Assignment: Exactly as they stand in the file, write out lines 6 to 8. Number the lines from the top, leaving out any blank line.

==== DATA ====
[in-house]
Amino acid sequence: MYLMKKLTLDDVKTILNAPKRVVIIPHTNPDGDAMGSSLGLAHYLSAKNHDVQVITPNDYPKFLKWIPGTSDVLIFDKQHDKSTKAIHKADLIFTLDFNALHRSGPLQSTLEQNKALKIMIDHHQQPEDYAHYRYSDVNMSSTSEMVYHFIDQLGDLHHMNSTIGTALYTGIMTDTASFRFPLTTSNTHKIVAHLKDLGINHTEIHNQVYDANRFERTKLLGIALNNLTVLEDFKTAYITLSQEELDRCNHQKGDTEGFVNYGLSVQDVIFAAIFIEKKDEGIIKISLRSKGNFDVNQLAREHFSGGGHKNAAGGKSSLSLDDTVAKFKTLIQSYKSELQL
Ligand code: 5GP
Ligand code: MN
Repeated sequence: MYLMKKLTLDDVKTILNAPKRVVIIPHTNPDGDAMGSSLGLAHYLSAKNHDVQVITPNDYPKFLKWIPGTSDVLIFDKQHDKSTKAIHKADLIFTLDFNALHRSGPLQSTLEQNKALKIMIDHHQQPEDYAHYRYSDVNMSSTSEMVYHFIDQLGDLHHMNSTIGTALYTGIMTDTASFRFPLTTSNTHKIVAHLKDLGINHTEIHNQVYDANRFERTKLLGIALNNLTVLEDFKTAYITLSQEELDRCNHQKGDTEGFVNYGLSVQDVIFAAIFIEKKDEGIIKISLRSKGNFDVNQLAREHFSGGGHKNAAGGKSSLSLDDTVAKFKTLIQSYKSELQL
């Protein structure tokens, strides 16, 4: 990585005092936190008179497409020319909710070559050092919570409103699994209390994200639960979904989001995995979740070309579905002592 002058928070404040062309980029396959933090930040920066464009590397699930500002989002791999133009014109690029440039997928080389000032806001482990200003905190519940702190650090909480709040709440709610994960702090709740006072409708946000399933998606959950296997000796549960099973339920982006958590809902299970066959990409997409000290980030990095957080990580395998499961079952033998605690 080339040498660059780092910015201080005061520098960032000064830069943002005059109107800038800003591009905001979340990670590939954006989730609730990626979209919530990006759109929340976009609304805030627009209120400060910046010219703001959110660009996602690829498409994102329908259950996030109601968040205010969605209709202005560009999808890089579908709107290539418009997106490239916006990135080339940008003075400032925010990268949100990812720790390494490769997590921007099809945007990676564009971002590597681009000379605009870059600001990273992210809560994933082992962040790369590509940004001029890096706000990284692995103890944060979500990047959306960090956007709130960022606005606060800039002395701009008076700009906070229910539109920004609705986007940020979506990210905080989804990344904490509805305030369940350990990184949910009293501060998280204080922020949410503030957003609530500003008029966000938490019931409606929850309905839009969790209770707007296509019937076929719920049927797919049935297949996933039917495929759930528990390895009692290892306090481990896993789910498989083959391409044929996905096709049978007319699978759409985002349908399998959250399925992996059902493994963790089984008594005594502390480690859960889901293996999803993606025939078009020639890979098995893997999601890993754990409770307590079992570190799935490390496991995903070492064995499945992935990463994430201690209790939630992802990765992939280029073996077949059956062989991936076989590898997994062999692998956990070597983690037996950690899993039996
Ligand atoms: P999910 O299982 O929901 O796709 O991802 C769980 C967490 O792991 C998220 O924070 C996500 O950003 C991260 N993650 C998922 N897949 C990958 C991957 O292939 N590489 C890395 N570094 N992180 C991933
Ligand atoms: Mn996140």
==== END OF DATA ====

């Protein structure tokens, strides 16, 4: 990585005092936190008179497409020319909710070559050092919570409103699994209390994200639960979904989001995995979740070309579905002592 002058928070404040062309980029396959933090930040920066464009590397699930500002989002791999133009014109690029440039997928080389000032806001482990200003905190519940702190650090909480709040709440709610994960702090709740006072409708946000399933998606959950296997000796549960099973339920982006958590809902299970066959990409997409000290980030990095957080990580395998499961079952033998605690 080339040498660059780092910015201080005061520098960032000064830069943002005059109107800038800003591009905001979340990670590939954006989730609730990626979209919530990006759109929340976009609304805030627009209120400060910046010219703001959110660009996602690829498409994102329908259950996030109601968040205010969605209709202005560009999808890089579908709107290539418009997106490239916006990135080339940008003075400032925010990268949100990812720790390494490769997590921007099809945007990676564009971002590597681009000379605009870059600001990273992210809560994933082992962040790369590509940004001029890096706000990284692995103890944060979500990047959306960090956007709130960022606005606060800039002395701009008076700009906070229910539109920004609705986007940020979506990210905080989804990344904490509805305030369940350990990184949910009293501060998280204080922020949410503030957003609530500003008029966000938490019931409606929850309905839009969790209770707007296509019937076929719920049927797919049935297949996933039917495929759930528990390895009692290892306090481990896993789910498989083959391409044929996905096709049978007319699978759409985002349908399998959250399925992996059902493994963790089984008594005594502390480690859960889901293996999803993606025939078009020639890979098995893997999601890993754990409770307590079992570190799935490390496991995903070492064995499945992935990463994430201690209790939630992802990765992939280029073996077949059956062989991936076989590898997994062999692998956990070597983690037996950690899993039996
Ligand atoms: P999910 O299982 O929901 O796709 O991802 C769980 C967490 O792991 C998220 O924070 C996500 O950003 C991260 N993650 C998922 N897949 C990958 C991957 O292939 N590489 C890395 N570094 N992180 C991933
Ligand atoms: Mn996140």